Archaeological research to reveal cultural history in Papua and West Papua
Jayapura, Jubi – There is not much archaeological research have done in the provinces of Papua and West Papua. Therefore, the Archeological Centre of Papua Province has deployed researchers to conduct archaeological research that took place in several areas in both provinces.
The areas of research are the Berau Bay of Fak-fak Regency, Fort du Bus of Kaimana Regency, Yahoto prehistoric cave, Beanenbala Naguhi 1 Cave, Beanembala Naguhi 2 Cave of Keerom Regency and Srobu Mountain site of Jayapura Municipality. The research also traced the Austronesian speakers in Nabire Regency, the early prehistoric residential trails in Sentani Lake as well as explored the cultural footprint of Austronesian speakers in Raja Ampat Regency.
The researchers then presented their findings on 11-12 December 2018 in a hotel located in Jayapura City.
In his presentation,a researcher Klementin Fairyo who led the expedition to the prehistoric cave sites in Keerom Regency explained that the purpose of his research is to discover the function of the cave based on the cultural findings as well as to know the cultural characteristic of people living in the border of Indonesia and Papua New Guinea.
“There are a lot of caves found in the border area of Papua and Papua New Guinea, and this needs further investigation,” he said on Wednesday (12/12/2018) in Jayapura.
Meanwhile, Hari Suroto who led an identification of early prehistoric settlement in Sentani Lake area said the lake has produced many sources of food and become a source of clean water for people living nearby.
In the meantime, the Head of the Papua Archeology Centre Drs. Gusti Made Sudamika made an analogy that Papua is like a virgin who has not been touched by humans. Therefore, the archaeologists in Papua should conduct further research in this region.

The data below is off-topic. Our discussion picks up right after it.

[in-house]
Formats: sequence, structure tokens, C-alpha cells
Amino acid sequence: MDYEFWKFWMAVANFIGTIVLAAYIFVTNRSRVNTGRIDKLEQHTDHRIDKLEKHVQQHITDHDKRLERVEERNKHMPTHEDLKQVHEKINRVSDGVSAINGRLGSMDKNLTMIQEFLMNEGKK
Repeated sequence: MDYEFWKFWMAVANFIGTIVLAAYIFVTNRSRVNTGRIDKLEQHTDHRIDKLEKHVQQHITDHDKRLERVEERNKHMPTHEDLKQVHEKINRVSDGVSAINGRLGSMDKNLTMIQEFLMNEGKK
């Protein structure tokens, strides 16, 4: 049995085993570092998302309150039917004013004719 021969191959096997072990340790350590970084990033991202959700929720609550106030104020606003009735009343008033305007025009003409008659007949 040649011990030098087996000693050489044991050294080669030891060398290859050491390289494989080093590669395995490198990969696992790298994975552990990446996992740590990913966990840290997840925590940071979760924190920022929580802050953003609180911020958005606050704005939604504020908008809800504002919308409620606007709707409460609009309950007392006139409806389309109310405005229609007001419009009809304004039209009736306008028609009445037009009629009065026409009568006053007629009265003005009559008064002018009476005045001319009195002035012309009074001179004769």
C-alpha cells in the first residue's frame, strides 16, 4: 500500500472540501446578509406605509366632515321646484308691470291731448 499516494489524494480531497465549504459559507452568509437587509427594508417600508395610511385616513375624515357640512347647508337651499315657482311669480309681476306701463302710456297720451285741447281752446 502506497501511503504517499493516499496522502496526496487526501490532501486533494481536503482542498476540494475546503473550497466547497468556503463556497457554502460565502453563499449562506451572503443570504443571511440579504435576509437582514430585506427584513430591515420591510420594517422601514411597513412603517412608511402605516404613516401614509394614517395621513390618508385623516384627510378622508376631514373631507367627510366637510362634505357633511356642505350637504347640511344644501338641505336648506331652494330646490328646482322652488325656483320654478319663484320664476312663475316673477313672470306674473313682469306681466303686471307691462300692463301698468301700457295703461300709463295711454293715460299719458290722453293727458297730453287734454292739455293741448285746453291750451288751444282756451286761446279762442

“And the priority of research would not only cover the coastal areas but the mountainous areas as well, precisely the Baliem Valley, Wamena,” he said.(*)
Reporter: David Sobolim
Editor: Pipit Maizier
Expo – Waena Museum and Arts Centre, the forgotten asset
Artists and cultural observers of Papua encourage the revitalisation of Expo-Waena Museum and Arts Centre.
the museum and arts centre where located in the city border –the border between Jayapura Municipality and Jayapura Regency—is supposed to be able to accommodate all activities related to arts and cultural performances, such as traditional music concerts, culturally related discussions, painting and other art exhibitions, literary and journalism activities, et cetera.
Titus Krist Pekei, the initiator of noken recognition to UNESCO, told Jubi on Wednesday, 7 November 2018, that Papua Provincial Government should pay serious attention to this museum.
According to him, if the museum is well-managed, it would become the arts and cultural centre of Papua Province. Further, It should accommodate all culturally related activities, ideas and creative works of Papuan tribes. “It would become an entrance for people to get to know Papua,” he said.